On 19 Nov 2004 15:46:28 GMT, firstname.lastname@example.org (Greg) wrote:
Since 90% of home networking is for internet use, and the remainder
still rarely has any files of decent size, wireless is quite suitabl
for the vast majority of home networks.
But if you need the speed, go for the Gigabit rated. Or fiber.
That's because 'the crowds' are now buying them. All they want is to
sit on their couch, surf the net and watch tv at the same time. They
don't move big amounts of data around and they don't need anything
faster than what their internet connection provides. They also have no
clue about security.
For all others there is gigabit wiring. I personally would put in the
highest grade you can get. Won't hurt a thing and will only cost a
Cat 5e is ok though walls. If you are going through the ceiling, around any
heating ducting, etc. you should use Plemun (spelling ??) Cat-5e (in fact,
I believe it is a code requirement in most areas). Plemun is fire
resistant, and is non toxic if it does catch fire.
That is if you are actually inside an air moving space, typically a raised
floor in a computer room or a suspended ceiling that is used for return air.
That is not typical in a home.
"Near" a duct is not a problem.
You are right about the toxicity. Plenum rated cable will not produce toxic
smoke. Riser rated cable will not spread flame. Plenum cable is riser rated
These show up on the cable jacket as "CL * P" or "CL * R"
* being the voltage rating "2" or "3"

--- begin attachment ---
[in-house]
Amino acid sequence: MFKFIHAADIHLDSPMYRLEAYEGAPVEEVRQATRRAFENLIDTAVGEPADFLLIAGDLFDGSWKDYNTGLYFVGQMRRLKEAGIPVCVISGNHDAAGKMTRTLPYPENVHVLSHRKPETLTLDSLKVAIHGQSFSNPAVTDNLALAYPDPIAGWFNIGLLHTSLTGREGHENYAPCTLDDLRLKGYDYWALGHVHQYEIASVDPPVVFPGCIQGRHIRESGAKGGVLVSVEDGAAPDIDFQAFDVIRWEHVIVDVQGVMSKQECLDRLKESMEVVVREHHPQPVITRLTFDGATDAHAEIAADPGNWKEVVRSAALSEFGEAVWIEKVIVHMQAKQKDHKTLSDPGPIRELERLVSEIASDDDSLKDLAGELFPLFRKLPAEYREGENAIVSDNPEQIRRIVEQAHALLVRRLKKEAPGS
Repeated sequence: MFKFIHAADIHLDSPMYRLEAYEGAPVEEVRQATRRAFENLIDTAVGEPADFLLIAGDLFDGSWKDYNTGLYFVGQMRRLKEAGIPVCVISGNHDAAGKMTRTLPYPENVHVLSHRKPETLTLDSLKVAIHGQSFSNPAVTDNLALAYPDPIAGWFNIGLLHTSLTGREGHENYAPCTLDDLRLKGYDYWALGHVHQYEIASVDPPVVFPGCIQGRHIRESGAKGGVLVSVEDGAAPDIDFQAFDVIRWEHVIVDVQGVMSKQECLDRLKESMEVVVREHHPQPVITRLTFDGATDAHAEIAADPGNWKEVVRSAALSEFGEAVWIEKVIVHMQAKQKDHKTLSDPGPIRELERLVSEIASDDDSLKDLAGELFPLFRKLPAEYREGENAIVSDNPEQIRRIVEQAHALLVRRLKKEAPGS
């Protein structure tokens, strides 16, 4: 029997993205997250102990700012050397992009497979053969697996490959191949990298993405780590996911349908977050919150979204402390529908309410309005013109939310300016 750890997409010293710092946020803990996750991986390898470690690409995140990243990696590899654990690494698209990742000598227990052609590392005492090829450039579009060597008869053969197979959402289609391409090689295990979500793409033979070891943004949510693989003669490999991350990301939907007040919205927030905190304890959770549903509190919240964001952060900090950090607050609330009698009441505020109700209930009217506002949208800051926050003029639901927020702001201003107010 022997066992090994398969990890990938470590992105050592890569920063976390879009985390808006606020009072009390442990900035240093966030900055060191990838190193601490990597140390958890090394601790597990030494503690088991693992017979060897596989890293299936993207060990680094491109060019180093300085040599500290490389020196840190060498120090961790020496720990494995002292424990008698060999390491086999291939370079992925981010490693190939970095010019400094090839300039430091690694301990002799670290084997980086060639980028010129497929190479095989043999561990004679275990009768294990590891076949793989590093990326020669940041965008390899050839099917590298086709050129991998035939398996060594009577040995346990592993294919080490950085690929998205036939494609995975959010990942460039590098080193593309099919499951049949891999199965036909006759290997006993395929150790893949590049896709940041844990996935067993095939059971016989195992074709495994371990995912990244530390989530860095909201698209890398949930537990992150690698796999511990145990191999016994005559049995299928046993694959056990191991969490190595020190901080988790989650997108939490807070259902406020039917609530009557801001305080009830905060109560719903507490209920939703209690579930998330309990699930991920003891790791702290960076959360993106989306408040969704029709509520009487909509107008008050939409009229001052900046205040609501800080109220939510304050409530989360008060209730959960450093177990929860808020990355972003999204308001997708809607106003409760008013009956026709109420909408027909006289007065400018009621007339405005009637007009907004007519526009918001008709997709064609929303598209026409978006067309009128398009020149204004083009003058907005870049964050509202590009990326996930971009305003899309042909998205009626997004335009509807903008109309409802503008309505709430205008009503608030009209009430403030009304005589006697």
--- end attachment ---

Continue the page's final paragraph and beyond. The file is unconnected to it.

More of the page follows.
CL2P is a 30v rated Plenum cable
Cat 5 will usually be type 2. "3" is for higher voltages.
You can substitute plenum cables for riser and class 3 for class 2 but not the
other way around.
I've stayed out of this discussion for a while, but it won't seem to die,
so here's my $.02.
I've used 802.11b in my house for a couple years now. My wife is totally
hooked on it.
On my machine, it's semi-reliable. I'm writing this on my laptop, from my
recliner, using 802.11g to run a remote desktop, which is working for the
moment. Sometimes the link lasts all day, sometimes it cuts out every
couple minutes. I've switched cards and access points, updated drivers,
tried just about everything. My machine still works intermittently. My
wife's machine runs pretty much flawlessly.
These problems aren't unique to me. I've studied a great number of support
boards and many people have these problems. Just as many have no problems,
so who knows. But it ain't dependable. Clearly in your situation, it isn't
I've been installing 5e cable in my walls to tidy up the rat's nest from
the office. If I can get it over to where I use the computer in my living
room, I'm running it there too and I'll only use the wireless as a backup
when I need to be mobile. I'll leave it running for the wife.
I also tried wireless for the observatory, maybe 50 yards from the access
point. same deal. Tried matching brands of access point and client cards.
No luck. Still unreliable. And running a robotic telescope on an
unreliable connection is asking for trouble.
Give me copper for my daily use! Give me wireless for convenience.